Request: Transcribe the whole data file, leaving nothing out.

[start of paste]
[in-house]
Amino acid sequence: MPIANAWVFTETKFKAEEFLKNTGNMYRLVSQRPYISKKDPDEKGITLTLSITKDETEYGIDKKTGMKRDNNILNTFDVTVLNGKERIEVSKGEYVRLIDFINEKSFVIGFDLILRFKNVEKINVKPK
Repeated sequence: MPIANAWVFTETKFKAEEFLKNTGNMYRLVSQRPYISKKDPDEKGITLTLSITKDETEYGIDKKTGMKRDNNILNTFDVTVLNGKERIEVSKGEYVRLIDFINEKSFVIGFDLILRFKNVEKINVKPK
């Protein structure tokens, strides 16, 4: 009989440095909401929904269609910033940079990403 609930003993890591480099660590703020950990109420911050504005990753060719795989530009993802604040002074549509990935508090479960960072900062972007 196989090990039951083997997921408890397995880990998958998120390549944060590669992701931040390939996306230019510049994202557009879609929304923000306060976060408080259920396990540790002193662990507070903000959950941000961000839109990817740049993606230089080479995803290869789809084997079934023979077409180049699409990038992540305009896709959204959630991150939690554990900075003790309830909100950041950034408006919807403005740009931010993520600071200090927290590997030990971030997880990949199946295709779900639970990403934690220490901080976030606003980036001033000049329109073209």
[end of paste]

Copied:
[in-house]
Amino acid sequence: MPIANAWVFTETKFKAEEFLKNTGNMYRLVSQRPYISKKDPDEKGITLTLSITKDETEYGIDKKTGMKRDNNILNTFDVTVLNGKERIEVSKGEYVRLIDFINEKSFVIGFDLILRFKNVEKINVKPK
Repeated sequence: MPIANAWVFTETKFKAEEFLKNTGNMYRLVSQRPYISKKDPDEKGITLTLSITKDETEYGIDKKTGMKRDNNILNTFDVTVLNGKERIEVSKGEYVRLIDFINEKSFVIGFDLILRFKNVEKINVKPK
């Protein structure tokens, strides 16, 4: 009989440095909401929904269609910033940079990403 609930003993890591480099660590703020950990109420911050504005990753060719795989530009993802604040002074549509990935508090479960960072900062972007 196989090990039951083997997921408890397995880990998958998120390549944060590669992701931040390939996306230019510049994202557009879609929304923000306060976060408080259920396990540790002193662990507070903000959950941000961000839109990817740049993606230089080479995803290869789809084997079934023979077409180049699409990038992540305009896709959204959630991150939690554990900075003790309830909100950041950034408006919807403005740009931010993520600071200090927290590997030990971030997880990949199946295709779900639970990403934690220490901080976030606003980036001033000049329109073209």